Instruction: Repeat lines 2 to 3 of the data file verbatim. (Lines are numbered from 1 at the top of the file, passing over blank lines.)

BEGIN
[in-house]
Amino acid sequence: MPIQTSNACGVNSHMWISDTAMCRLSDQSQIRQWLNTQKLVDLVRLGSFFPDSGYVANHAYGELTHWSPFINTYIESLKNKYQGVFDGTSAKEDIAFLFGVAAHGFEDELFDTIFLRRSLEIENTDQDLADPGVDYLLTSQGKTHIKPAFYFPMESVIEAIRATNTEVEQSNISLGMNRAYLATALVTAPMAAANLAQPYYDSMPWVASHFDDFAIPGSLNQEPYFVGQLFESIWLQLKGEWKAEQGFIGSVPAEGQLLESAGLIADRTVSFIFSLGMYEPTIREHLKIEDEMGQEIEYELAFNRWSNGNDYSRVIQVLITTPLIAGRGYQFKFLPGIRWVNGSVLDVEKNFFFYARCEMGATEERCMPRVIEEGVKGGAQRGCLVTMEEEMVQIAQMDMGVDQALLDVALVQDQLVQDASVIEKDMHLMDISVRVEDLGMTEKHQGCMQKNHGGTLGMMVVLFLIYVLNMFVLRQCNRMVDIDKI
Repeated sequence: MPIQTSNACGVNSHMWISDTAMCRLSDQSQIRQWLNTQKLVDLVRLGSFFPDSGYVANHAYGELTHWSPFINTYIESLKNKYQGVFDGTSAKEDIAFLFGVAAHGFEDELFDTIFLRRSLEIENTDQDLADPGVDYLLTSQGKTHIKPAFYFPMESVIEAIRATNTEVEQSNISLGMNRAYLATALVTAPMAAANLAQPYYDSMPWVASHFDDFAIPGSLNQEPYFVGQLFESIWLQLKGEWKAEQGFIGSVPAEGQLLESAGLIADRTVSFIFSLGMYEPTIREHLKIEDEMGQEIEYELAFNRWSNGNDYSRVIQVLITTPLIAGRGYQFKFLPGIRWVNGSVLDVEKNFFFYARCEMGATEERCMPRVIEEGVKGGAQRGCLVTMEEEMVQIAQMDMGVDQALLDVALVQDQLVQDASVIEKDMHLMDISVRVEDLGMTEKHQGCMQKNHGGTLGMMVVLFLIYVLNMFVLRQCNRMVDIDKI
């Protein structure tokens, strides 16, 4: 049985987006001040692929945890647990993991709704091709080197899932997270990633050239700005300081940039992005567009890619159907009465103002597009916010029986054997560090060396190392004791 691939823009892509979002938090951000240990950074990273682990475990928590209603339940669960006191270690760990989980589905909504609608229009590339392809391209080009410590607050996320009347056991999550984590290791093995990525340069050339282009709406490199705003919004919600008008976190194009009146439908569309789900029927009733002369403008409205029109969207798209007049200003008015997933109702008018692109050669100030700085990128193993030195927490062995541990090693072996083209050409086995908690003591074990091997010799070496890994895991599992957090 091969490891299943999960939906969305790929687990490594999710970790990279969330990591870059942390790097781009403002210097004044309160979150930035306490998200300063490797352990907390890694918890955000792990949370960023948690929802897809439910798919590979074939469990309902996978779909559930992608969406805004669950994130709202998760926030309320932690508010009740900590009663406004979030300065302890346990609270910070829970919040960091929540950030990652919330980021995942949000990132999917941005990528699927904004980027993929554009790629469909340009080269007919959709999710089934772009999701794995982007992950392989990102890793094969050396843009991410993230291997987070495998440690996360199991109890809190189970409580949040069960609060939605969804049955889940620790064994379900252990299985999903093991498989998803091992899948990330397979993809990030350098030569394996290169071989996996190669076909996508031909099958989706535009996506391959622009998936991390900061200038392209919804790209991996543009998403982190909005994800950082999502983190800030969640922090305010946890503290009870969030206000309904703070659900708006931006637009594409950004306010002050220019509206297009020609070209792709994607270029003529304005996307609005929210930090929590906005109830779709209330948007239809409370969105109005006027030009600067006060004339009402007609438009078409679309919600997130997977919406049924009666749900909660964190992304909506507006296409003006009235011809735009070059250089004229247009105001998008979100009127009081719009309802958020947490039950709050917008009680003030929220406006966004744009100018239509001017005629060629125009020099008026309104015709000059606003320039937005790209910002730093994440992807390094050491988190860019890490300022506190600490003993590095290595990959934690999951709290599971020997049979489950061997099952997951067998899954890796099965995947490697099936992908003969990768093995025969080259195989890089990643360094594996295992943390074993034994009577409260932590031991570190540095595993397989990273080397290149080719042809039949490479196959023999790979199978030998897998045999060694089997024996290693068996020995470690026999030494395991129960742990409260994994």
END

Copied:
Amino acid sequence: MPIQTSNACGVNSHMWISDTAMCRLSDQSQIRQWLNTQKLVDLVRLGSFFPDSGYVANHAYGELTHWSPFINTYIESLKNKYQGVFDGTSAKEDIAFLFGVAAHGFEDELFDTIFLRRSLEIENTDQDLADPGVDYLLTSQGKTHIKPAFYFPMESVIEAIRATNTEVEQSNISLGMNRAYLATALVTAPMAAANLAQPYYDSMPWVASHFDDFAIPGSLNQEPYFVGQLFESIWLQLKGEWKAEQGFIGSVPAEGQLLESAGLIADRTVSFIFSLGMYEPTIREHLKIEDEMGQEIEYELAFNRWSNGNDYSRVIQVLITTPLIAGRGYQFKFLPGIRWVNGSVLDVEKNFFFYARCEMGATEERCMPRVIEEGVKGGAQRGCLVTMEEEMVQIAQMDMGVDQALLDVALVQDQLVQDASVIEKDMHLMDISVRVEDLGMTEKHQGCMQKNHGGTLGMMVVLFLIYVLNMFVLRQCNRMVDIDKI
Repeated sequence: MPIQTSNACGVNSHMWISDTAMCRLSDQSQIRQWLNTQKLVDLVRLGSFFPDSGYVANHAYGELTHWSPFINTYIESLKNKYQGVFDGTSAKEDIAFLFGVAAHGFEDELFDTIFLRRSLEIENTDQDLADPGVDYLLTSQGKTHIKPAFYFPMESVIEAIRATNTEVEQSNISLGMNRAYLATALVTAPMAAANLAQPYYDSMPWVASHFDDFAIPGSLNQEPYFVGQLFESIWLQLKGEWKAEQGFIGSVPAEGQLLESAGLIADRTVSFIFSLGMYEPTIREHLKIEDEMGQEIEYELAFNRWSNGNDYSRVIQVLITTPLIAGRGYQFKFLPGIRWVNGSVLDVEKNFFFYARCEMGATEERCMPRVIEEGVKGGAQRGCLVTMEEEMVQIAQMDMGVDQALLDVALVQDQLVQDASVIEKDMHLMDISVRVEDLGMTEKHQGCMQKNHGGTLGMMVVLFLIYVLNMFVLRQCNRMVDIDKI